In the most general sense, the book teaches you not to assume similarities between cultures. AMC went into China using negotiation techniques it would use with other Americans. This assumption and others made by AMC compromised the original deal and forced some uncomfortable moments. These moments were only resolved when AMC out-maneuvered its Chinese hosts. This out-maneuvering was only possible when a consultant was used who was proficient in dealing with the Chinese. This advice should be heeded when any company is going outside of its borders. Quite likely, failure of a company to seek the advice of professionals well-versed in the business culture of the foreign country will result in a slower and more costly entrance into such country. Thus, a consultant can help a company assimilate into a culture much more quickly.
A huge population base does not translate into incredible successes. Beijing Jeep experienced this is in numerous ways. The inefficiencies of the manufacturing process and the government’s production quotas made the first few years unprofitable. Once changes were made to the employment structure and in the currency exchange rate, Beijing Jeep’s situation improved. The point being, even if AMC did everything right with Beijing Jeep, they still might easily have lost the company. Many companies do what almost every MBA would say is the “right thing”. Unfortunately, no doctor saves every patient, and not every business makes it to its first anniversary. Circumstances change and unexpected variables have more value that the brightest people could have expected. Thus, most failures are just a pessimist’s view of learning.
Finally, as I begin my new consulting job as a webmaster at Battelle, it is good to get a reminder how to proceed into new territory. From previous experiences, I have a variety of notions of how politics function. As I become a part of this new “country/company”, I have my ideas what a culture is telling me when it reacts in a certain way. To be successful, I will need to proceed slowly and not make judgments about the activities within the company. As I begin to understand the informal and formal management structure of Battelle, I can begin to interact with more confidence. I can assert my opinions and market my expertise to other groups. This is very much as a company functions when it does business internationally. A company (me) realizes the profitability of its product (Internet skills) and seeks out new markets (companies) to enter. Of course, if I need help entering new markets, I can always hire a consultant.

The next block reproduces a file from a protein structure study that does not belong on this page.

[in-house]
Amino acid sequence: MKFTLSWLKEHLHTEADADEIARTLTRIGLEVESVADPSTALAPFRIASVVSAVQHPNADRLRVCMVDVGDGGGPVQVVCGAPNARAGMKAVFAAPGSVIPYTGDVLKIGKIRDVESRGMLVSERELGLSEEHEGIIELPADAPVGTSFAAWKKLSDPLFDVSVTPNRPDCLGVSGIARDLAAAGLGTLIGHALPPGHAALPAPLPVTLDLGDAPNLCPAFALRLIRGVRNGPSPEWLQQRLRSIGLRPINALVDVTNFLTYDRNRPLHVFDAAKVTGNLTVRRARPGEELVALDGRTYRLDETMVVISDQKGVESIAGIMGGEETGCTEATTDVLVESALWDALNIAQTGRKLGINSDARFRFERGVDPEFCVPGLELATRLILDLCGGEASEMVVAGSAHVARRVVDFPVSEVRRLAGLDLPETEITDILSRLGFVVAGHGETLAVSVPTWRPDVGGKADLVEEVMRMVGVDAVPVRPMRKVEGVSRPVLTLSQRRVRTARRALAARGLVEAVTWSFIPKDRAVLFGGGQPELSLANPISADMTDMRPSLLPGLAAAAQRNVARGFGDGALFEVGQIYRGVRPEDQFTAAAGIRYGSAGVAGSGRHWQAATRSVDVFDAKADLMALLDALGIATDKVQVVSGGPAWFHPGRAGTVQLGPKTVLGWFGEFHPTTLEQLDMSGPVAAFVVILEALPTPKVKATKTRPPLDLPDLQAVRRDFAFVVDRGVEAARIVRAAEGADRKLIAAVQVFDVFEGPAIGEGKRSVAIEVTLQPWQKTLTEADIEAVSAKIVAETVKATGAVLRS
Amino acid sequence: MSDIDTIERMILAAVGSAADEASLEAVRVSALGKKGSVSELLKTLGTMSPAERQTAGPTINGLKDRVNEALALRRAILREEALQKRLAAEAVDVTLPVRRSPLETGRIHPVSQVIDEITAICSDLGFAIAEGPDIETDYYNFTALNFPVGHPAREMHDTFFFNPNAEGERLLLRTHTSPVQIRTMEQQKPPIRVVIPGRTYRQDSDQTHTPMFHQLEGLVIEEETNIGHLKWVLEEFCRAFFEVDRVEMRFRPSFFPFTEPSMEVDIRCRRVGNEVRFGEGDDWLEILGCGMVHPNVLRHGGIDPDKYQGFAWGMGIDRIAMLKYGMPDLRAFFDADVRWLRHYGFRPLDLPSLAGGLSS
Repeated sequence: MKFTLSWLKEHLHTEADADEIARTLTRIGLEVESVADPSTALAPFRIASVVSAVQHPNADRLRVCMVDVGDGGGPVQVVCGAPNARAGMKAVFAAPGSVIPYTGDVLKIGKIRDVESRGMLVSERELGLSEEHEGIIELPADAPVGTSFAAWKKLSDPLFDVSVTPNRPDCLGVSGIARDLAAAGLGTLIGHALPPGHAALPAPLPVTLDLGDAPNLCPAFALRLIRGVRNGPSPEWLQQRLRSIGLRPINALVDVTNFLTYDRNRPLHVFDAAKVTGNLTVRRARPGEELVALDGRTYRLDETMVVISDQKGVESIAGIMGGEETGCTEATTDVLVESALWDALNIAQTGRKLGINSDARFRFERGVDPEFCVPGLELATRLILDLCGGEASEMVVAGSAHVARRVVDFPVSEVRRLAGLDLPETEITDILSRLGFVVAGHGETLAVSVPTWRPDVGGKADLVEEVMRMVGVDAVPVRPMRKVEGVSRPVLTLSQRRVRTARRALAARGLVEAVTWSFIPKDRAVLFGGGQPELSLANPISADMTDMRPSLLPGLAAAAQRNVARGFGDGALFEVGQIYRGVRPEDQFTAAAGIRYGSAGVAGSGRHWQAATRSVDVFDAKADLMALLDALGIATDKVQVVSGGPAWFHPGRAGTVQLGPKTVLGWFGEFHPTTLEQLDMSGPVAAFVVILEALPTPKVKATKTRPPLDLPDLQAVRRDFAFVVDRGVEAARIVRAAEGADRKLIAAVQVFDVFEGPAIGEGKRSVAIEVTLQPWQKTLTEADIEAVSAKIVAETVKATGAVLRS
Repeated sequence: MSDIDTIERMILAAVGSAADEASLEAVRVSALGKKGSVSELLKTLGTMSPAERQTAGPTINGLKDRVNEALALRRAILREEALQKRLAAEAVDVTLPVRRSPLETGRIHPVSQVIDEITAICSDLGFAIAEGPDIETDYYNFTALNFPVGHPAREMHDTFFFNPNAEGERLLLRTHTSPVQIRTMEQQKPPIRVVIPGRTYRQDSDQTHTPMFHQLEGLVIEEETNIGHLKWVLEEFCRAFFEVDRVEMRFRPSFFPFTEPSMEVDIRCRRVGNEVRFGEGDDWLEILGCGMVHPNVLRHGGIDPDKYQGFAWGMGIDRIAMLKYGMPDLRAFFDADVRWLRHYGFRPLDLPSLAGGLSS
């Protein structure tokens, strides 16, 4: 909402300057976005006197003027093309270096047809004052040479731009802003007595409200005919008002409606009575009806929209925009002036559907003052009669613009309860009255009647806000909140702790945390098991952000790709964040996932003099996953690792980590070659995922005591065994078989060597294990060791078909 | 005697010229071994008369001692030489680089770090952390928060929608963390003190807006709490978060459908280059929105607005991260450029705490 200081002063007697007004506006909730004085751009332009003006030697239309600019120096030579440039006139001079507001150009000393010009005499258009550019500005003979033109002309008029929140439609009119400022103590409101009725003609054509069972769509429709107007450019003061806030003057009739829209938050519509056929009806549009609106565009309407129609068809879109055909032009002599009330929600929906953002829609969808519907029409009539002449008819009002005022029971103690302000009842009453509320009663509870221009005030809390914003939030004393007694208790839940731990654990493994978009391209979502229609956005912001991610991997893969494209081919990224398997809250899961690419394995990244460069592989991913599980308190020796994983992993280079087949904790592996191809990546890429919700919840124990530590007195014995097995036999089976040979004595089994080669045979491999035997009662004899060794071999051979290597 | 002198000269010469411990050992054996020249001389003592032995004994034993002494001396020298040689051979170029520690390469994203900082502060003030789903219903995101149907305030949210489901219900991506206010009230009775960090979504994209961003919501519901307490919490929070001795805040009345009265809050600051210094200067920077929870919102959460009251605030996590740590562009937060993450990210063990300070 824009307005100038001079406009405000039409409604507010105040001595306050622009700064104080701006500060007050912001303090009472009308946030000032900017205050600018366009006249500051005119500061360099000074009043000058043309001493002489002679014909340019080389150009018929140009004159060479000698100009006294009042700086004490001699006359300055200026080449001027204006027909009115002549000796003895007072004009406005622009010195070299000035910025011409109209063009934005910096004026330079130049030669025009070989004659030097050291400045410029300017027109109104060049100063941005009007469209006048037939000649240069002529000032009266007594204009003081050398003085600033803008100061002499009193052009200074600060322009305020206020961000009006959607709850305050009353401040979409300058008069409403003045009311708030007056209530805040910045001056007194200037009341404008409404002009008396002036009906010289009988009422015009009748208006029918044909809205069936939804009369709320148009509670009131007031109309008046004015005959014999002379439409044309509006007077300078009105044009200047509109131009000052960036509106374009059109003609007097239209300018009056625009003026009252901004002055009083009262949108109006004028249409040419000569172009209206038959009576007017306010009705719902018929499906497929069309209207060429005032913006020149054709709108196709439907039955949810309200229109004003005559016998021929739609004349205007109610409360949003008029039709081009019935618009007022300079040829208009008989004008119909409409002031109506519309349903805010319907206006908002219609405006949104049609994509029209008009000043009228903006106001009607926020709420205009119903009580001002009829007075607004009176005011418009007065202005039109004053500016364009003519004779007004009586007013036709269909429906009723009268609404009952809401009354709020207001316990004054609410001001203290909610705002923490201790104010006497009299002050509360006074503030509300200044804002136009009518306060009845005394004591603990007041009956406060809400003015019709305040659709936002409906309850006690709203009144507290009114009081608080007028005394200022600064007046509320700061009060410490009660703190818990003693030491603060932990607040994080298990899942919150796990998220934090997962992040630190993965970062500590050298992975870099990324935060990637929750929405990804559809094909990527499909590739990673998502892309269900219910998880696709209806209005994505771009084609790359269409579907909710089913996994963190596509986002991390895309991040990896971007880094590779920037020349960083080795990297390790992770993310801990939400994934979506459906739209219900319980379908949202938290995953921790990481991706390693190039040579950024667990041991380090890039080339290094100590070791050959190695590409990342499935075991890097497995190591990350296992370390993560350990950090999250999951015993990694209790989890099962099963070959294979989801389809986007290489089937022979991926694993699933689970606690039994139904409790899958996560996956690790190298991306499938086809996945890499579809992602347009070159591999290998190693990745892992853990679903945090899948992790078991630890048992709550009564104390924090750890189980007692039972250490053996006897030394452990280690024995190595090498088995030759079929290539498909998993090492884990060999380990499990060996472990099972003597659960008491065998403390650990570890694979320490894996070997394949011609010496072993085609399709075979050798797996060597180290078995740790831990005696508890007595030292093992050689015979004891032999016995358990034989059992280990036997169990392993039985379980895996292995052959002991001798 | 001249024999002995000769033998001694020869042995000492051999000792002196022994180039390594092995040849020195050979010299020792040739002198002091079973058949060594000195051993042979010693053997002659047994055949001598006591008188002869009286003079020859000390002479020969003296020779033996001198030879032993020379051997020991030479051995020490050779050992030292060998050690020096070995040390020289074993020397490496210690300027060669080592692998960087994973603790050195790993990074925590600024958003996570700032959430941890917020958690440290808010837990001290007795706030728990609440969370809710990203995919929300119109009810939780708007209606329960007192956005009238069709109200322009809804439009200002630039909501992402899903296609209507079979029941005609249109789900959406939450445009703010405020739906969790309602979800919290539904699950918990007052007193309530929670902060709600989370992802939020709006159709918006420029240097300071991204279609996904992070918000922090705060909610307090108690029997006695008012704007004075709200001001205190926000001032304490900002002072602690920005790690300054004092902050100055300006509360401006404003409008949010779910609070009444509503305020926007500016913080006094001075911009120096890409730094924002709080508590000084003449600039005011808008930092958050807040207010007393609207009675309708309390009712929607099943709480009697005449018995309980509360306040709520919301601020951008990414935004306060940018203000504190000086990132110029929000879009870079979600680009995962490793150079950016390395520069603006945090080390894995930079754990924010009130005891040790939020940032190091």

Beijing Jeep: The short, unhappy romance of American business in China by Jim Mann; Published by Simon & Schuster in 1989; ISBN Number: 0-671-62027-4.
BRIEFING – ASIA AUTOMOTIVE – JULY 28, 1998 , 07/28/98, Asia Pulse
CHRYSLER HOPES TO HIKE OUTPUT AT BEIJING JEEP by DAVID MURPHY, 07/06/98 Automotive News
South China Morning Post, 01/21/98, MARK O’NEILL in Beijing
Beijing- Chrysler link `to be extended’ , 02/14/97, China Business Information Network